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Tourmaline | More than 30 Different Minerals


three colourful tourmaline crystals


What Exactly is Tourmaline?

Tourmaline is not one mineral but a large group of more than thirty different minerals all of which share a common crystal structure and many physical properties but their chemical composition varies considerably.  In fact tourmaline is considered to be one of the most complicated groups of silicate minerals.

Vertical striations are characteristic of the mineral tourmaline and it's very common for crystals to have fractures and inclusions.  Striations which are present on several minerals including quartz, pyrite and apophyllite are narrow grooves or ridges that appear as parallel lines.  On transparent crystals they can sometimes be mistaken for scratches.  Where present they often help with the identification of certain minerals. 

The most common variety of tourmaline is schorl which is black and always opaque.  Crystals vary in size from very small to very large and when fine needle-like crystals grow within the mineral quartz the stone is known as tourmalinated quartz.

Dravite is best known as brown tourmaline although the exact shade of colour can vary.  Elbaite is another well known variety of tourmaline that's prized for the quality of its crystals, their depth of colour and the variety of colours in which they occur.  It often exhibits pleochroism which is an optical phenomenon in which different colours can be seen when the crystal is viewed from different angles.  Despite the many colours in which elbaite can be found the colour of the streak which is the mineral in powdered form is white. 

Rubellite is a gemmy variety of tourmaline that occurs in various shades of red.  The name originates from the Latin word 'rubellus' meaning 'reddish'.  Both rubellite and watermelon tourmaline which exhibits a red centre and green perimeter are varieties of elbaite.



tourmaline crystal with zones of colour

 Tourmaline crystal from Minas Gerais Brazil.  Photo; Stan Celestian (clickable image)



An electrical charge can be produced in some tourmaline crystals which has led to it being used in industry.  Crystals are mainly used in pressure measuring equipment and other scientific applications.  Tourmaline was used in the production of pressure sensitive gauges for submarine instrumentation and other war-time equipment.  The pressure gauges that measured the power of the first atomic bomb blasts were made with slices of tourmaline.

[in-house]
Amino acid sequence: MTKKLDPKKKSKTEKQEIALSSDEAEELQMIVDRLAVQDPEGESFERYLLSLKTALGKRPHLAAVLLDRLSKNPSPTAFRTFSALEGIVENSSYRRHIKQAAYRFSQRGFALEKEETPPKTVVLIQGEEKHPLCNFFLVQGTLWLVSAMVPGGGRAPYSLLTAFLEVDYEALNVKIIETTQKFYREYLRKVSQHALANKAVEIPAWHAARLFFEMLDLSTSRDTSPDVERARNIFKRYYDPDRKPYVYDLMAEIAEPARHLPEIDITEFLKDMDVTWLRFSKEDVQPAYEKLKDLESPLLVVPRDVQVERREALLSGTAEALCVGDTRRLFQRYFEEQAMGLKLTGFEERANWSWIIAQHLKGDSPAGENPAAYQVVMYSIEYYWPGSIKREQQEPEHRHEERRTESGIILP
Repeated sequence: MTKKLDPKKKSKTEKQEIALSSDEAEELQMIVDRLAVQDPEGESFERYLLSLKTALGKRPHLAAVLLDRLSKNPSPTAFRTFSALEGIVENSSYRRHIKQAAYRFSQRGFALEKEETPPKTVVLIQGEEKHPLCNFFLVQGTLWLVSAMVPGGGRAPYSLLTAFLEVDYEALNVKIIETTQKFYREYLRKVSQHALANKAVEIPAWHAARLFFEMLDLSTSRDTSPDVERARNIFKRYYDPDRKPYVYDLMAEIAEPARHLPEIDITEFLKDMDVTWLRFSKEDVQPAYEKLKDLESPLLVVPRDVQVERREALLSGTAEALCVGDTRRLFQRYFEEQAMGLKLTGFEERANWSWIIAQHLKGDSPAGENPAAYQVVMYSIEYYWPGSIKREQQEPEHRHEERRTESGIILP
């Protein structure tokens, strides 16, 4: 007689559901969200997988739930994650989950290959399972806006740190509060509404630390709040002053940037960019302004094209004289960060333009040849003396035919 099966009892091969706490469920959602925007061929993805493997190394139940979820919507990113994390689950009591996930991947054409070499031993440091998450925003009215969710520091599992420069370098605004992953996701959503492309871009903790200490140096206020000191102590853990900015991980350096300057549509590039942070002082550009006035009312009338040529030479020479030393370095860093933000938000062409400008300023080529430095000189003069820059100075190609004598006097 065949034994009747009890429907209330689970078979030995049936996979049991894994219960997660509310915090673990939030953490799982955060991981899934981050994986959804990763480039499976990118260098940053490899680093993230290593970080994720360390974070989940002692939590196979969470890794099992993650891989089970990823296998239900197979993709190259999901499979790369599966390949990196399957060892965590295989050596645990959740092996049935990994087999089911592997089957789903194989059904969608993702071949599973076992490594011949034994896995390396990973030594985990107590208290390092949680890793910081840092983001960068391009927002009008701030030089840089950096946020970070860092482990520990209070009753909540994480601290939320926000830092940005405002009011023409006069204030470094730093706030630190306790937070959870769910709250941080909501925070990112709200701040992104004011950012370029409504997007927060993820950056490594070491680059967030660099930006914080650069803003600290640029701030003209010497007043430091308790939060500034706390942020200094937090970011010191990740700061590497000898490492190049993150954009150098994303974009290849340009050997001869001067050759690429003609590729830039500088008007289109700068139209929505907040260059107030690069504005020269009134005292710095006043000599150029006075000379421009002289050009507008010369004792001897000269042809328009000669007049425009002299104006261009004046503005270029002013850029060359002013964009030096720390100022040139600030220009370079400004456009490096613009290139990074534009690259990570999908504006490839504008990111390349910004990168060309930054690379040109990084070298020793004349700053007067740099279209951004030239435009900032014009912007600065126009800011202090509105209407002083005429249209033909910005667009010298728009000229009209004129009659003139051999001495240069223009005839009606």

Flawless crystals are also used in certain electronics but finding flawless tourmaline crystals is not easy.

Tourmaline can be found in many countries around the world but some of the finest material comes from Africa, the Ural Mountains of Russia, Pakistan, Afghanistan, Sri Lanka and the USA.  The world's largest tourmaline mines are in the Minas Gerais state of Brazil.

The mineral tourmaline grades 7 to 7½ on Mohs scale of mineral hardness so it's quite a hard stone which makes it relatively easy to work with.  It's worth mentioning however that Mohs scale measures the scratch resistance of one mineral against another and is not a reflection of toughness.  Like many crystals tourmaline is brittle so will break or fracture very easily.

Along with opal tourmaline is the birthstone for the month of October.



Healing Properties of Tourmaline

When used for its healing properties tourmaline cleanses and purifies energy, grounds spiritual energy and clears and balances all of the chakras.  Wands can be used to clear the aura, remove blockages and disperse negative energy. 

Tourmaline is a stone that helps bring deep mental understanding of ourselves and situations.  It can find solutions to complicated problems and is a powerful mental healer.  It can ease paranoia, diminish fear and removes the feeling of being the victim.  Tourmaline is a stone of compassion that increases tolerance and brings good luck and prosperity.



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